May 25, 2020
## Must linear regression always pass through its origin?

###### Example:

A linear regression line showing linear relationship between independent variables (x’s) such as concentrations of working standards and dependable variables (y’s) such as instrumental signals, is represented by equation y = a + bx where a is the y-intercept when x = 0, and b, the slope or gradient of the line. The slope of the line becomes y/x when the straight line does pass through the origin (0,0) of the graph where the intercept is zero. The questions are: when do you allow the linear regression line to pass through the origin? Why don’t you allow the intercept float naturally based on the best fit data? How can you justify this decision?

In theory, you would use a zero-intercept model if you knew that the model line had to go through zero. Most calculation software of spectrophotometers produces an equation of y = bx, assuming the line passes through the origin. In my opinion, this might be true only when the reference cell is housed with reagent blank instead of a pure solvent or distilled water blank for background correction in a calibration process. However, we must also bear in mind that all instrument measurements have inherited analytical errors as well.

One of the approaches to evaluate if the y-intercept, a, is statistically significant is to conduct a hypothesis testing involving a Student’s t-test. This is illustrated in an example below.

Another approach is to evaluate any significant difference between the standard deviation of the slope for y = a + bx and that of the slope for y = bx when a = 0 by a F-test.

In a study on the determination of calcium oxide in a magnesite material, Hazel and Eglog in an Analytical Chemistry article reported the following results with their alcohol method developed:

The graph below shows the linear relationship between the Mg.CaO taken and found experimentally with equationy = -0.2281 + 0.99476x for 10 sets of data points.

The following equations were applied to calculate the various statistical parameters:

Thus, by calculations, we have a = -0.2281; b = 0.9948; the standard error of y on x, sy/x= 0.2067, and the standard deviation of y-intercept, sa = 0.1378.

Let’s conduct a hypothesis testing with null hypothesis Ho and alternate hypothesis, H1:

Ho : Intercept a equals to zero

H1 : Intercept a does not equal to zero

The Student’s t– test of y-intercept,

The critical t-value for 10 minus 2 or 8 degrees of freedom with alpha error of 0.05 (two-tailed) = 2.306

**Conclusion:** As 1.655 < 2.306, Ho is not rejected with 95% confidence, indicating that the calculated a-value was not significantly different from zero. In other words, there is insufficient evidence to claim that the intercept differs from zero more than can be accounted for by the analytical errors. Hence, this linear regression can be allowed to pass through the origin.

April 24, 2020
## Improving weighing precision by Hotelling’s method

I have recently come across an interesting article published in 1944 by Harold Hotelling, a renown American mathematical statistician and an influential economic theorist, well known for his Hotelling’s law, Hotelling’s lemma and Hotelling’s rule in economics, as well as Hotelling’s T-squared distribution in statistics. The article is titled: Some improvements in weighing and other experimental techniques.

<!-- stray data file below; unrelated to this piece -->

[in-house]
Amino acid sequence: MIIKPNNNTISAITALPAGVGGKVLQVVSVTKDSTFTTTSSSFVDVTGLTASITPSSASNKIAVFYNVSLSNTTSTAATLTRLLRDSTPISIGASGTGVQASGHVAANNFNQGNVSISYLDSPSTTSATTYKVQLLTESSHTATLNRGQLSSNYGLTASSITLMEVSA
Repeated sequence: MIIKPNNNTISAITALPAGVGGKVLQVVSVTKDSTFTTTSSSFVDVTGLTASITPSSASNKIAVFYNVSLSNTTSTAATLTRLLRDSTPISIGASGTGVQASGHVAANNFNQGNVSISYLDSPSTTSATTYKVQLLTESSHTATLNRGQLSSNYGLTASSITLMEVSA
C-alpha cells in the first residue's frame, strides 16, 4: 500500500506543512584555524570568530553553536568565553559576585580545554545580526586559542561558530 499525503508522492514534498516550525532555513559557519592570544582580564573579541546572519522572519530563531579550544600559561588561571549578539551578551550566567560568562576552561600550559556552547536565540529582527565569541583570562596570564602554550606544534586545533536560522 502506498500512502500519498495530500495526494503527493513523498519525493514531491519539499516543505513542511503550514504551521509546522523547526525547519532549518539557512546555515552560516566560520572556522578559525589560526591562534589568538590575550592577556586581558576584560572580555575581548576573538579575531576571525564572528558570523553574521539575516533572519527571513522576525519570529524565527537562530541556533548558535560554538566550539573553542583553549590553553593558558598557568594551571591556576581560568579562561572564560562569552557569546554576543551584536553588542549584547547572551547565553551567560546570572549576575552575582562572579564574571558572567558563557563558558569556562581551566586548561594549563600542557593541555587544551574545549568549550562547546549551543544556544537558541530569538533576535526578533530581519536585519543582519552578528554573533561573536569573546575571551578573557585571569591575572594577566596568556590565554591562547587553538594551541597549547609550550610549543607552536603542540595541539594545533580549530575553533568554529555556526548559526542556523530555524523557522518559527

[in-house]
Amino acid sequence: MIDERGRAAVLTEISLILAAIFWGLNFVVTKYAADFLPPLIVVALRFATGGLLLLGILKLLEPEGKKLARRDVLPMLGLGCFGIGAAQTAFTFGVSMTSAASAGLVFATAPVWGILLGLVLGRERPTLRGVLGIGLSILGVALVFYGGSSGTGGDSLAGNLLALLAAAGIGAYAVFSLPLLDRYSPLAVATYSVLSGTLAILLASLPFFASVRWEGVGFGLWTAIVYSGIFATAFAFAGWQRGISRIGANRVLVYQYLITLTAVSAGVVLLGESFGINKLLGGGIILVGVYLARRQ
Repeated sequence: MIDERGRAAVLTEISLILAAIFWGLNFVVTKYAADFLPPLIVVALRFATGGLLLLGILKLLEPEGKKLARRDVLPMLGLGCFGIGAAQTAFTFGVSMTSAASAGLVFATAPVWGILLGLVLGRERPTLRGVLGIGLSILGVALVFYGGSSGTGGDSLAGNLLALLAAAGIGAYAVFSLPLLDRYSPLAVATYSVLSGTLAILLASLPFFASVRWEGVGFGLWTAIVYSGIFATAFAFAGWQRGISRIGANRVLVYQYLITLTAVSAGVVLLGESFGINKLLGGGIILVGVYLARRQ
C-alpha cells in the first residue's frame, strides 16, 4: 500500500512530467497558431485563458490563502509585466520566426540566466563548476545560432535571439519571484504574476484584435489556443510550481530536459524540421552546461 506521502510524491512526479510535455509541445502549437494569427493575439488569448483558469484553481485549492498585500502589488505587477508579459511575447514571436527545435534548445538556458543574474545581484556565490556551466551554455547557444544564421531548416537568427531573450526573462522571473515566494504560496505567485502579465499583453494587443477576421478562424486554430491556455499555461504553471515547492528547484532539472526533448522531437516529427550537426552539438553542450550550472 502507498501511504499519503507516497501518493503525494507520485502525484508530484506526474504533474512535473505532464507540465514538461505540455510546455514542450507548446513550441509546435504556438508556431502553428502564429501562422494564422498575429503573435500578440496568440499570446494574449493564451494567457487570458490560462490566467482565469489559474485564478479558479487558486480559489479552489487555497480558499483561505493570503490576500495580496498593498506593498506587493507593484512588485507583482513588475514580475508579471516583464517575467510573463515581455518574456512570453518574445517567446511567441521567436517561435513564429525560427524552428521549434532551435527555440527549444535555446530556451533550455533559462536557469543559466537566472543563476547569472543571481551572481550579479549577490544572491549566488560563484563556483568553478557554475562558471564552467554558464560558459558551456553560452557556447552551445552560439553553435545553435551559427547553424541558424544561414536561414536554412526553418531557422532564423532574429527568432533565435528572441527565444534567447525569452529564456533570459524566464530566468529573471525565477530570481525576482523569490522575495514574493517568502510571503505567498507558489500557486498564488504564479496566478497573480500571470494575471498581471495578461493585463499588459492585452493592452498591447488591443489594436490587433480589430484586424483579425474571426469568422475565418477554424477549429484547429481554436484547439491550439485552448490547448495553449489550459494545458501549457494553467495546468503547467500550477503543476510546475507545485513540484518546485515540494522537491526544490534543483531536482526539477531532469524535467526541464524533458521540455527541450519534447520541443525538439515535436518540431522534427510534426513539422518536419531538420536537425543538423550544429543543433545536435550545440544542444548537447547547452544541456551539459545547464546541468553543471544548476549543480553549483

In an effort to seek improvement of physical and chemical investigations in terms of accuracy and costs through better designed experiments, based on the theory of statistical inference, Hotelling was interested in a published work of F. Yates in Complex Experiments, Jour. Roy. Stat. Soc., Supp., vol 2 (1935) pp 181-247, and suggested various improvements for a weighing process.

When we are given several objects to weigh, our normal practice is to weigh each and everyone of them in turn on a balance which has an error in terms of standard deviation, say, s.

Let’s assume we had two objects (A and B) for weighing and obtained weights ma and mb. So, we have the reported weights Ma and Mb as:

Ma = ma +/- s

Mb = mb +/- s

If ma and mb had values of 20 and 10 grams respectively, and s was 0.1 gram, then:

Ma = 20 +/- 0.1g

Mb = 10 +/- 0.1g

Hotelling noticed however that greater precision could be obtained for the same effort if both objects were included in each weighing. He carried out a first weighing with objects A and B on the same weighing pan, followed by weighing B only to obtain the difference in weights. He then deduced the masses of ma and mb as follows:

ma + mb = p1

ma – mb = p2

Hence,ma = (p1 + p2)/2

and mb = (p1 – p2)/2

By law of propagation of error, the total variance of n independent measurements is the sum of their variances without covariance factor to be considered. The variance of n times a measurement is n2 times the variance of that measurement. In this case, n = 2. Therefore,

Var(ma) = [Var(p1) + Var (p2)]/4 = [s2 + s2]/4 = s2/2

Var(mb) = [s2 + s2]/4 = s2/2

Hence, by this method, the variances of ma and mb were both equal to s2/2, half the value when the two objects were weighed separately.

The error of the results of these measures was therefore s/SQRT(2) or 0.7s and no longer s, so that:

Ma = 20 +/- 0.07g

Mb = 10 +/- 0.07g

An important inference from this illustration is that in designing experiments, it is best to include all variables, or all factors, in each trial for the same number of repeats in order to achieve improved precision.